Friday, 26 February 2016

Conservative disaster: Liberal victory

From Salisbury to Balfour

In January 1901 Victoria died and was succeeded by Edward VII.  In May 1902 Lord Salisbury's Conservative government signed a  treaty with the Boers, ending the Anglo-Boer War.  On 11 July 1902 he retired, having served the fourth-longest premiership after Walpole, Pitt the Younger and Liverpool. He was also the last Prime Minister to sit in the Lords. He died at Hatfield, the Cecil family home, in August 1903. The end of his premiership can be seen as a symbolic marker of the end of the Victorian period.
A, J. Balfour

There was never any doubt that Salisbury would be succeeded by his nephew, A. J. Balfour hence [possibly] the phrase, ‘Bob’s your uncle’ - though it might have an earlier origin).  Joseph Chamberlain, the only possible rival, was unacceptable to large sections of Conservative opinion (and was recovering from a fall through a plate glass window at the time).

The greatest achievement of the Balfour government was the 1902 Education Act, though the government got little credit for it. The Act provided some much needed rationalization, and set up a statutory system of secondary education, but Nonconformists were furious at what they saw as the privileged position given to Anglican schools. Many, who had supported the Unionists (Conservatives) since the Home Rule crisis of 1886, now returned to the Liberals. The divided Liberal party gained a new lease of life as those who had deserted the party over Ireland began to return to the fold. Retrospectively the Act can be seen as a major advance in the provision of secondary education, but politically it was an unqualified disaster.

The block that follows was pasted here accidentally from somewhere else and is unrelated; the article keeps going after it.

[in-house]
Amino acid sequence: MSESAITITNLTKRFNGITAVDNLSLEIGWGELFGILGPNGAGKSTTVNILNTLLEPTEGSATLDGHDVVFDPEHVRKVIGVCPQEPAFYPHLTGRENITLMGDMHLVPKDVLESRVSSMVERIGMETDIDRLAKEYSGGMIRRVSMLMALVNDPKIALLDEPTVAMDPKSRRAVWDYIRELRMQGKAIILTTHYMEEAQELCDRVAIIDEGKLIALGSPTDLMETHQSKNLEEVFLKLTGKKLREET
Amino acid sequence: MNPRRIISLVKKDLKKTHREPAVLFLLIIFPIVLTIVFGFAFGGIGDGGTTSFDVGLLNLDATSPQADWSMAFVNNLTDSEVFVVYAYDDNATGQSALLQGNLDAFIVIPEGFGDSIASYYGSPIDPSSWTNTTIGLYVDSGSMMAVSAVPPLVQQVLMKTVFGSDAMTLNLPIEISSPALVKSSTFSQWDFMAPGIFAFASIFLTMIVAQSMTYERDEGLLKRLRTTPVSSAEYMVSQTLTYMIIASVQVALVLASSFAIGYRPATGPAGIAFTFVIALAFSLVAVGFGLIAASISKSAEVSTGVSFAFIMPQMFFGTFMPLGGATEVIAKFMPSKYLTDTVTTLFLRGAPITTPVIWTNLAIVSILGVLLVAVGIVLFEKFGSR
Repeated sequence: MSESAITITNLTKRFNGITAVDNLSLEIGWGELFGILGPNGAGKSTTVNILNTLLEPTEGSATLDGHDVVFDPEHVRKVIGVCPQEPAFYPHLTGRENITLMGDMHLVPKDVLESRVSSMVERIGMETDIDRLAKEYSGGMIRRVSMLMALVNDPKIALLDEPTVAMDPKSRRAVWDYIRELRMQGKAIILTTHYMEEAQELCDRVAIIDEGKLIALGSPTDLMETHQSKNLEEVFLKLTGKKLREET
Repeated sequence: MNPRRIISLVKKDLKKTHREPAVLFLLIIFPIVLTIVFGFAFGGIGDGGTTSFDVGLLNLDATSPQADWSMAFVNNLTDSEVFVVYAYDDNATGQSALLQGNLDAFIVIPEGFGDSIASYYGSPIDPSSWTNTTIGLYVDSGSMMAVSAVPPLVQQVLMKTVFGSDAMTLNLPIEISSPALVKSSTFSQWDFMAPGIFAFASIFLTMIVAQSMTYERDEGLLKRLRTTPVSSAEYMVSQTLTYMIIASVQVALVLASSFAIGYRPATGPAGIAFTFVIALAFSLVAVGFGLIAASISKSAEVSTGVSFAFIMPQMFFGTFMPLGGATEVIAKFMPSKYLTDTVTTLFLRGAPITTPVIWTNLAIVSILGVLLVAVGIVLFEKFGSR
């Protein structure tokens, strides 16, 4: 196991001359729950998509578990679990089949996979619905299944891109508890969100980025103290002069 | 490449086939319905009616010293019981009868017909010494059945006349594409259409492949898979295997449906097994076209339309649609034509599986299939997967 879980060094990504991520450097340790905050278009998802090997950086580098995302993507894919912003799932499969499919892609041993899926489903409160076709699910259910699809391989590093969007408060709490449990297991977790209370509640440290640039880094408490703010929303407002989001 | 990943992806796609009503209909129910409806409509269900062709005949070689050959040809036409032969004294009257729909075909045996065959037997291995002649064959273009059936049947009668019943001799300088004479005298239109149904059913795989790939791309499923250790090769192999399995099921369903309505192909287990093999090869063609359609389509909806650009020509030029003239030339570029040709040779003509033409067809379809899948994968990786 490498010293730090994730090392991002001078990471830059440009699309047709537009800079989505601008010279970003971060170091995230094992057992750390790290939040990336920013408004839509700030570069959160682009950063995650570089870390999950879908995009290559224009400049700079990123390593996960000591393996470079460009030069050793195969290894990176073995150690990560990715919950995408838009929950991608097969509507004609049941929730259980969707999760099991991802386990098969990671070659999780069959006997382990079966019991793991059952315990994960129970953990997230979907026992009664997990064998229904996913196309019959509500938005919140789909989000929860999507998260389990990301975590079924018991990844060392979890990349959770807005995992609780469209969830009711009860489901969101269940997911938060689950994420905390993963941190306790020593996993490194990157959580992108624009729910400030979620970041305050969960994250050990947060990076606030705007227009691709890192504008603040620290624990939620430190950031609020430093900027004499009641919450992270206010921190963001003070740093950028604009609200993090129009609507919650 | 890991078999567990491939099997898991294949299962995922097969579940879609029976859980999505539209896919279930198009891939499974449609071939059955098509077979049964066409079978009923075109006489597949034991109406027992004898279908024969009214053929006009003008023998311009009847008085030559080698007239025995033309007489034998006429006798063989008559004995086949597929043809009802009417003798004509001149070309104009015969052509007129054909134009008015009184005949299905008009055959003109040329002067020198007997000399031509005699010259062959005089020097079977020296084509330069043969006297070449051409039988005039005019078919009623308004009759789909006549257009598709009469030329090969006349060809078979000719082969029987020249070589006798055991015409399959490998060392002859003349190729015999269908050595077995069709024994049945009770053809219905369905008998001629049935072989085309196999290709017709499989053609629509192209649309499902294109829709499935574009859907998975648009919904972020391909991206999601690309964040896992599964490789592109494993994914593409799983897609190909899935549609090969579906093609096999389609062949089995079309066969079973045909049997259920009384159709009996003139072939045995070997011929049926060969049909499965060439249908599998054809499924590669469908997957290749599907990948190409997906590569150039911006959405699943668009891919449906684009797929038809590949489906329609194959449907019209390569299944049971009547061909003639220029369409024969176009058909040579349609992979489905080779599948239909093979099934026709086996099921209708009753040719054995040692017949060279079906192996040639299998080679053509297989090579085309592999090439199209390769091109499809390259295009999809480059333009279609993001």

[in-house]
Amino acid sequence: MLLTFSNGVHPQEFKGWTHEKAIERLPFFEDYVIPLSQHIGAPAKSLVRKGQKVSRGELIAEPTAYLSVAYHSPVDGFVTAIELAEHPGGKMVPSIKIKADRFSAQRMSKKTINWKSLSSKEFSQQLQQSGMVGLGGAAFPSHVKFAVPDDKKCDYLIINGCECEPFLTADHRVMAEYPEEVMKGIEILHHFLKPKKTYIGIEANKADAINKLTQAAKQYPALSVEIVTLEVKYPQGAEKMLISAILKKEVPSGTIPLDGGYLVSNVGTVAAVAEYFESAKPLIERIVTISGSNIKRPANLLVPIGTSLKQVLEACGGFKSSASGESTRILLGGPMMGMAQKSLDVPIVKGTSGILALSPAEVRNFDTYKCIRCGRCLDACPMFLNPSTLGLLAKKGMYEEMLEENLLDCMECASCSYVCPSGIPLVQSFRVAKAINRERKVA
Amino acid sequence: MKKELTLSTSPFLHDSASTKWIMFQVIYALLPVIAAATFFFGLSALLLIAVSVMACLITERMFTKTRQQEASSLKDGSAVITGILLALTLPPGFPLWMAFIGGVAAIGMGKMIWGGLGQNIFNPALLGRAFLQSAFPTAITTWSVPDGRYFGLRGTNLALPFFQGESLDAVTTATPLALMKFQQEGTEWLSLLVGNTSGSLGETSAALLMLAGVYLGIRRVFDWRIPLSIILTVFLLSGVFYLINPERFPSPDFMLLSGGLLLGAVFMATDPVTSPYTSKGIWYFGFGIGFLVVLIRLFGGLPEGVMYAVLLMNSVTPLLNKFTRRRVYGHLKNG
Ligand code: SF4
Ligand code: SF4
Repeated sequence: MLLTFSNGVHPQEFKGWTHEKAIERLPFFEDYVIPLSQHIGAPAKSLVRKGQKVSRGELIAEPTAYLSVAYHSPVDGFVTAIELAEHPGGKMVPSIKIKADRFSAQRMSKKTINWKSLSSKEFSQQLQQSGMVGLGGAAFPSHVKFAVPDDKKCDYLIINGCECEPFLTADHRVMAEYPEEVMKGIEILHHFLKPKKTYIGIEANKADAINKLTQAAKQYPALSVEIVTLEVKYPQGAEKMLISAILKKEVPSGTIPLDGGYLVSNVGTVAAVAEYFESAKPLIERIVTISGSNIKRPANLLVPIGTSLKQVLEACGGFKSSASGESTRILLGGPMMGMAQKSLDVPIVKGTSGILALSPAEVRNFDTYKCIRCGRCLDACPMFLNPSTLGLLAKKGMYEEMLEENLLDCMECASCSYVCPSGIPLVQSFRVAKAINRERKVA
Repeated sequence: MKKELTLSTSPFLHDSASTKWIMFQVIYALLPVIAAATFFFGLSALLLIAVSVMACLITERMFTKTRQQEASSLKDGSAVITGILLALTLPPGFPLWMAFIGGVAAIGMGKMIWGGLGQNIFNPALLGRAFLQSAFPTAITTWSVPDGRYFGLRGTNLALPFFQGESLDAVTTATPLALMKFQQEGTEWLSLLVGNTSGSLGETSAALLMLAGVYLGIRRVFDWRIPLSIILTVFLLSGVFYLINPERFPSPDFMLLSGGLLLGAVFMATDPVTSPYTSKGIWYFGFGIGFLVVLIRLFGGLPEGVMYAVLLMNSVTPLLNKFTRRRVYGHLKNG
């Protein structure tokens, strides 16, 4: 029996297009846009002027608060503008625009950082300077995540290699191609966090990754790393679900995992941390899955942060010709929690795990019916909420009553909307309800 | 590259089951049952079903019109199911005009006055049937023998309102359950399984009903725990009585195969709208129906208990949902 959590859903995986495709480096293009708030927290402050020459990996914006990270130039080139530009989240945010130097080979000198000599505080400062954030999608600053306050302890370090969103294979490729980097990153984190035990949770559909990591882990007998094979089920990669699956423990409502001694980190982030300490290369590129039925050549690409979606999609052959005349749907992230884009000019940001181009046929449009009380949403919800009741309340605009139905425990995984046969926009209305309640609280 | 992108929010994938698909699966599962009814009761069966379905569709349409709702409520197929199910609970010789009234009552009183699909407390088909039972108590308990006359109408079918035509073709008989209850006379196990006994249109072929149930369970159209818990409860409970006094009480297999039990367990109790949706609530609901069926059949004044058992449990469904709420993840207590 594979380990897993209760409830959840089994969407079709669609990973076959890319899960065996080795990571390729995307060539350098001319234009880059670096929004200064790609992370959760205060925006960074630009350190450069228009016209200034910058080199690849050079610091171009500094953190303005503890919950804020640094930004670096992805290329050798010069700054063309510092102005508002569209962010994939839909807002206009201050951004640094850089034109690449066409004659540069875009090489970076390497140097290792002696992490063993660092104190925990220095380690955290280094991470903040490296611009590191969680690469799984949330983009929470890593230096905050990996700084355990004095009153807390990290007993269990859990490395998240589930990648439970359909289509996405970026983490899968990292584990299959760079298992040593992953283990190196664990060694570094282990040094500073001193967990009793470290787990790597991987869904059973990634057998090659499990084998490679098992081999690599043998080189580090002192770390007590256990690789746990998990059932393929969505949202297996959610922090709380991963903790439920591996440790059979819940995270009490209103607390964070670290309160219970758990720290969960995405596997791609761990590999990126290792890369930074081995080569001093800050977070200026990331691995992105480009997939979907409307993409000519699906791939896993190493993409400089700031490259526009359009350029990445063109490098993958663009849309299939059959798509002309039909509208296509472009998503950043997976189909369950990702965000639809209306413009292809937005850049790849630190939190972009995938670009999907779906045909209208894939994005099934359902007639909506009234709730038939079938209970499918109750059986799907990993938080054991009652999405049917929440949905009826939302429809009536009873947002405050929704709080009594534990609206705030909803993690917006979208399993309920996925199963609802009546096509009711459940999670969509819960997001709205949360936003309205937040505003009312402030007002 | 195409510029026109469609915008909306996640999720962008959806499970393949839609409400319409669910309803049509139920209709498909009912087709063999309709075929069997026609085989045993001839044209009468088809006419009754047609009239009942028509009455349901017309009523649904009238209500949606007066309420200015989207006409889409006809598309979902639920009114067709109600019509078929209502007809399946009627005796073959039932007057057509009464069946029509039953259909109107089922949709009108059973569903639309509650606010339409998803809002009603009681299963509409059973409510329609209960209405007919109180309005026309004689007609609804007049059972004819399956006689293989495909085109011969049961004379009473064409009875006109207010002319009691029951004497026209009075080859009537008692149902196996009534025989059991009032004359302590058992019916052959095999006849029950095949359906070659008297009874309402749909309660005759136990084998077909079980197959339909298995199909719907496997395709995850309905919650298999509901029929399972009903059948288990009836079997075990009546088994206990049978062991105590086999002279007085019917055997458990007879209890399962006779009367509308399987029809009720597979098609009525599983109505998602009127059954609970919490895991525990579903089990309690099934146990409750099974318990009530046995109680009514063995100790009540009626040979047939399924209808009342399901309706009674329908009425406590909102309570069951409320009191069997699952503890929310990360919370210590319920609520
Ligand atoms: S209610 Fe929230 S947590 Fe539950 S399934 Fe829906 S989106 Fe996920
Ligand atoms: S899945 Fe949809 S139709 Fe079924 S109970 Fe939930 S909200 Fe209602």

Tariff reform

Chamberlain had been absent from the debates on the act as a result of his accident. He felt betrayed by its final provisions (which denied church schools the right to opt out of LEAs) and as a consequence the former Liberal felt released from any reciprocal obligation to the Conservatives. It enabled him to embark on a campaign of ‘imperial preference’ which split the Conservatives in a manner reminiscent of Peel’s abandonment of agricultural protection.

There were two main factors behind the campaign.
1. Chamberlain’s passionate imperialism. Worried about British isolationism and unpopularity (as shown by the international reaction to the Boer War), he at first attempted to force an alliance with Germany. When this fell through he envisaged instead a grand union of the British Empire - seeing this as essentially a project for the Anglo-Saxon races.